Oatmeal Bread

This is the last post with something I cooked in DC, and I guess sort of fittingly, I used some of this bread in the sandwiches my mother and I ate while we were driving my stuff from DC to New Hampshire. This recipe makes a particularly light, fluffy bread. It’s a bit sweet, probably too much so for some fillings but great with something like turkey.

Ingredients:

Oat Mixture:

  • 1 1/2 cups boiling water
  • 1 cup rolled or steel-cut oats
  • 1/2 cup honey
  • 1/4 cup butter, cut into pieces
  • 1 tablespoon salt

Dough:

  • 1 tablespoon or packet active dry yeast
  • 1/2 cup warm water
  • 1 teaspoon honey
  • 2 cups whole wheat flour
  • 3 1/2 – 4 1/2 cups unbleached all-purpose flour

Put the oats in a large bowl and pour in the boiling water. Stir in the honey, butter, and salt until evenly mixed. Let cool to room temperature.

In another bowl, dissolve the yeast and honey in the 1/2 cup warm water. Let sit until the yeast starts to bubble, then pour it into the oat mixture. Add the whole wheat flour and 3 1/2 cups of the all-purpose flour and stir until it sticks together mostly in one lump.

Sprinkle some of the remaining cup of flour on a counter and turn the dough out. Knead the dough for 3 – 4 minutes, then stop to clean out the bowl your dough had been in. Dry and grease the bowl, then set aside. Knead the dough another few minutes until elastic and springy and form into a ball. I only added about a quarter of that last cup of flour.

Place the dough in the greased bowl and rotate the dough to grease on all sides. Cover, then let rise 1 1/2 hours somewhere warm and draft-free.

Punch down the dough, divide it in half, and shape into two loaves. Cover, and let rise a further 45 minutes.

Place the risen loaves in a cold oven and turn on the heat to 400 degrees. Bake for 15 minutes, then reduce heat to 350 for a further 25 minutes. Remove from the pans and let cool completely on a wire rack.

It’s a tasty bread that stands up well to slicing and having things spread on it, without being heavy and thick. I’ll be submitting it to yeastspotting.

Oatmeal Bread

From the King Arthur Flour Cookbook.

Oat Mixture:

  • 1 1/2 cups boiling water
  • 1 cup rolled or steel-cut oats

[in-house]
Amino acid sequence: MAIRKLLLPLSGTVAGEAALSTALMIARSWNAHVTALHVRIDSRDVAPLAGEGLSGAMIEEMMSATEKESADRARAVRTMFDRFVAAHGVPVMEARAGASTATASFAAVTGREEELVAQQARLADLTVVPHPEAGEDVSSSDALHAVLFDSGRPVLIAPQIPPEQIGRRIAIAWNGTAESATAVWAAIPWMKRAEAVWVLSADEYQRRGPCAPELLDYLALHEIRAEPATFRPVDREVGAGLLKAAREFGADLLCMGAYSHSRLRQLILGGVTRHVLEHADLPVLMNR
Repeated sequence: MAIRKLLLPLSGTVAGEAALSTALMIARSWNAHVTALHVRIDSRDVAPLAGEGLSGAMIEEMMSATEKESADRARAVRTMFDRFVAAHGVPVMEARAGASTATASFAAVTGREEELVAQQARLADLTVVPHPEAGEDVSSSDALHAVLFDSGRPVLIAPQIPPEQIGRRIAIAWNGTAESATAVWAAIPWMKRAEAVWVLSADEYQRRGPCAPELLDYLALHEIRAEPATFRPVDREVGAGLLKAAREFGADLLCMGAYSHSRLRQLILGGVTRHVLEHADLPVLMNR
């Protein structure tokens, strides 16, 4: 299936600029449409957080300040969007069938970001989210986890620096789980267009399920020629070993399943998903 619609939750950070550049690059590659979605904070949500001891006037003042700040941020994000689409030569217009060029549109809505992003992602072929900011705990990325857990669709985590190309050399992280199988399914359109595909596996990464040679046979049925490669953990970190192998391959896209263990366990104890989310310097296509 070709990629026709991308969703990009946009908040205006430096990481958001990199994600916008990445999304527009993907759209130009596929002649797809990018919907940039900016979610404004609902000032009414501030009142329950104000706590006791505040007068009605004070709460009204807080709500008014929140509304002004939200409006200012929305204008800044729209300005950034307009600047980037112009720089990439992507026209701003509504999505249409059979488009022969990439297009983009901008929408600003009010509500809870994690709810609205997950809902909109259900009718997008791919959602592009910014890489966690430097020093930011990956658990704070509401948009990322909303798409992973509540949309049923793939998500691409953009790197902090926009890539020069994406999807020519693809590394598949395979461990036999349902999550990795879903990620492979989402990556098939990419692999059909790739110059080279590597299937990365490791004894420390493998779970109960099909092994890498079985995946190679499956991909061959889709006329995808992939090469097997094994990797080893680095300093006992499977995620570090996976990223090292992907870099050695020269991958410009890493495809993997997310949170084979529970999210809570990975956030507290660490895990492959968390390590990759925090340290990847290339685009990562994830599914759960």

• 1/2 cup honey
  • 1/4 cup butter, cut into pieces
  • 1 tablespoon salt

Dough:

  • 1 tablespoon or packet active dry yeast
  • 1/2 cup warm water
  • 1 teaspoon honey
  • 2 cups whole wheat flour
  • 3 1/2 – 4 1/2 cups unbleached all-purpose flour

Put the oats in a large bowl and pour in the boiling water. Stir in the honey, butter, and salt until evenly mixed. Let cool to room temperature.

In another bowl, dissolve the yeast and honey in the 1/2 cup warm water. Let sit until the yeast starts to bubble, then pour it into the oat mixture. Add the whole wheat flour and 3 1/2 cups of the all-purpose flour and stir until it sticks together mostly in one lump.

Sprinkle some of the remaining cup of flour on a counter and turn the dough out. Knead the dough for 3 – 4 minutes, then stop to clean out the bowl your dough had been in. Dry and grease the bowl, then set aside. Knead the dough another few minutes until elastic and springy and form into a ball.

Place the dough in the greased bowl and rotate the dough to grease on all sides. Cover, then let rise 1 1/2 hours somewhere warm and draft-free.

Punch down the dough, divide it in half, and shape into two loaves. Cover, and let rise a further 45 minutes.

Place the risen loaves in a cold oven and turn on the heat to 400 degrees. Bake for 15 minutes, then reduce heat to 350 for a further 25 minutes. Remove from the pans and let cool completely on a wire rack.

About these ads

About sparecake

My name's Corinne, and I like cake, cookies, and chocolate! Also, non-c-things such as ponies, Star Trek, and biking. (Over the summer, my bike glove tans will probably become pretty glaring in some of these photos.) I'll be sharing my adventures in the kitchen. Expect lots of recipes to have chocolate swapped in to replace other inferior ingredients.
This entry was posted in Bread and tagged , . Bookmark the permalink.

2 Responses to Oatmeal Bread

  1. Looks delicious! I’ve made some similar oatmeal bread, and it turns out so moist!

Leave a Reply

Fill in your details below or click an icon to log in:

WordPress.com Logo

You are commenting using your WordPress.com account. Log Out / Change )

Twitter picture

You are commenting using your Twitter account. Log Out / Change )

Facebook photo

You are commenting using your Facebook account. Log Out / Change )

Google+ photo

You are commenting using your Google+ account. Log Out / Change )

Connecting to %s